The career of France Gall, perhaps the most appealing and accomplished of the so called ye ye girls of 60′s French Pop, was ignited by her 1965 victory in the Eurovision Song Contest. Before that storied contest was dominated by Finnish Death Metal, it was helpless before the uncaged cuteness of Ms. Gall. Try to resist…
France Gall – “PoupÃ©e De Cire, PoupÃ©e De Son”
Little did Europe know that behind the vision of wholesome girlhood was the (probably sticky) pen of the dirtiest Frenchman of all time, Serge Gainsbourg. While I find it questionable that parents of good conscience would let a teenage girl in a room with ol’ Serge without a dividing pane of Popemobile strength glass, you can’t question the results.
France Gall – “Laisse Tomber les Filles”
This little rocker, also from ’65, holds up favorably to any Brit or Yank single from that time period. Her voice is a bit thin, but the infectious energy here isn’t just the result of a sophisticated arrangement. In the video we see Serge’s evil influence begin to shine through. Our girl’s in dirty color, hanging out with rambunctious teens in convertables. The song’s title, in English “Drop the Girls”, refers to a goofy cad trafficking in multiple filles. Even her hair has suffered from a degenerate lack of combing. But, the case could be made that young France looks down on her philandering classmate, nothing to implicate her, right?
The legend behind the scandalous “Les Sucettes”, is that the 17 year old Ms. Gall was blissfully unaware of the subtext present in this ode to sucking on lollipops. Blindsided and embarrassed that anyone was suggesting that she might have understood Serge’s intentions, she insisted that there way to know what the song really meant. Fair enough right, what about that “Lolli-pop, lolli-pop” song that was in Stand By Me? You can write an innocent song about candy, I mean let’s just watch the video with an open mind…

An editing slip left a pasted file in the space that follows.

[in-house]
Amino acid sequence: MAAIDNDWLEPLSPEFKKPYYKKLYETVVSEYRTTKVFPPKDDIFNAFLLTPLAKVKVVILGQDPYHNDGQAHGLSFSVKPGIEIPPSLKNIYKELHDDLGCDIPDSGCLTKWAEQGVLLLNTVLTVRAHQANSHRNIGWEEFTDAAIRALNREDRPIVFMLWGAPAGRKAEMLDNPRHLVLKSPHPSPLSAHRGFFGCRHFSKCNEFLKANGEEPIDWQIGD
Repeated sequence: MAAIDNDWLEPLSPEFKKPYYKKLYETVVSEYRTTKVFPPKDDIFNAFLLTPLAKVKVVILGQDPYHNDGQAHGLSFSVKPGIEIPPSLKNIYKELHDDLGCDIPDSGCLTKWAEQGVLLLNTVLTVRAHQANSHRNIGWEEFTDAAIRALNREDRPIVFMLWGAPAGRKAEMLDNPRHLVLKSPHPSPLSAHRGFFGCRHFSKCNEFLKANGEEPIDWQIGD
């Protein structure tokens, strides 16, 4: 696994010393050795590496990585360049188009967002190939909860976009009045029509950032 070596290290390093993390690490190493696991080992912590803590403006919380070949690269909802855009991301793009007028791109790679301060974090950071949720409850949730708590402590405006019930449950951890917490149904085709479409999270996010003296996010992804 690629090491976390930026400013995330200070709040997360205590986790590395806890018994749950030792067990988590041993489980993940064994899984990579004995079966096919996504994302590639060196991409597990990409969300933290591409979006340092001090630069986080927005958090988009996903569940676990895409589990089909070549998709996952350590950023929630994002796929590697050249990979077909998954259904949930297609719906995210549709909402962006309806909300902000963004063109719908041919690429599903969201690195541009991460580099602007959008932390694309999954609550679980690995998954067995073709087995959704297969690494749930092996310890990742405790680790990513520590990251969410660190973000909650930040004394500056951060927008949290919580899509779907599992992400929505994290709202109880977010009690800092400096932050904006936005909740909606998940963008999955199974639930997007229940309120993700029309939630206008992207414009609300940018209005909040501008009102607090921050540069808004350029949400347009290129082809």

France Gall – “Les Sucettes”
Oh, my. That is obscene. I mean, subtext is one thing, and giant dancing cocks are another thing entirely. Has anyone ever seen a lollipop shaped like that? Could you even show this on TRL today? Trumping “Dirrty” some 40 years earlier is impressive. Hats off Serge, you filthy bastard.
By 1967′s inappropriately titled “1968″ album, the influence of St. Serge was on the wane. Only two of that excellent album’s 12 tracks were Gainsbourg compositions, but you don’t really miss them. Supposed to be a more psychedelic response to Revolver and Sunshine Superman, it doesn’t quite scale those ambituous heights. But this performance of “Avant la Bagarre” (Before the Brawl) is great anyway.
France Gall – “Avant la Bagarre”
This is part of a really goofy French TV special, the other parts of which I’ve seen are equally bizarre, but this is perhaps the most charming. France, looking luminous in a poor approximation of long haired hippy garb, does a crazy mized up dance with a bearded suitor. The odd, beatnik whining “Uh-uh-uh-uh” part is actual more effective than it should be, and those fake punching moves are adorable.
This is probably the peak of France Gall, who would soon be another casualty of the disco seventies. I really don’t have the heart to post those vids, so we’ll leave it at that.